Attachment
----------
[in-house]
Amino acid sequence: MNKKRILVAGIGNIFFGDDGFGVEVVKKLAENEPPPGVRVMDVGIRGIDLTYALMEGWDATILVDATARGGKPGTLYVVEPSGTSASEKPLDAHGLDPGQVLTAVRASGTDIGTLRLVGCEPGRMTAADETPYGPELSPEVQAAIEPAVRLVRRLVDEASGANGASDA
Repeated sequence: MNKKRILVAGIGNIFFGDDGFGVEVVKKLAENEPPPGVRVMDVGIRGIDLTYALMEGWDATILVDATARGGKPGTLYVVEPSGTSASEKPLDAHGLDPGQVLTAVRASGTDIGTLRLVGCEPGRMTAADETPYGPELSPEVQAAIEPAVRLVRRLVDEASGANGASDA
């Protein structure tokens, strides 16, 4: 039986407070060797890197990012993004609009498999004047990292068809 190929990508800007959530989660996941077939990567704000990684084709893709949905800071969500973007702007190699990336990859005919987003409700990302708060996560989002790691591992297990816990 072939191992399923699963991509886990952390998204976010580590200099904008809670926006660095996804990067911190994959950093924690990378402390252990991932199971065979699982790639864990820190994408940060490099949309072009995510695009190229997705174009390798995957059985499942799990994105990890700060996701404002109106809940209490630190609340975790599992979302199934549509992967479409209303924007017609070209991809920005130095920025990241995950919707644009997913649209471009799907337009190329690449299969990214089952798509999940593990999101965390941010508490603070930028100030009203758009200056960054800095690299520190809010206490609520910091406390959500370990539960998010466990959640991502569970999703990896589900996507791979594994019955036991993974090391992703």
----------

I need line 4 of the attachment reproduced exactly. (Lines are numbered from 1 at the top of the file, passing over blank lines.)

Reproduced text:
């Protein structure tokens, strides 16, 4: 039986407070060797890197990012993004609009498999004047990292068809 190929990508800007959530989660996941077939990567704000990684084709893709949905800071969500973007702007190699990336990859005919987003409700990302708060996560989002790691591992297990816990 072939191992399923699963991509886990952390998204976010580590200099904008809670926006660095996804990067911190994959950093924690990378402390252990991932199971065979699982790639864990820190994408940060490099949309072009995510695009190229997705174009390798995957059985499942799990994105990890700060996701404002109106809940209490630190609340975790599992979302199934549509992967479409209303924007017609070209991809920005130095920025990241995950919707644009997913649209471009799907337009190329690449299969990214089952798509999940593990999101965390941010508490603070930028100030009203758009200056960054800095690299520190809010206490609520910091406390959500370990539960998010466990959640991502569970999703990896589900996507791979594994019955036991993974090391992703």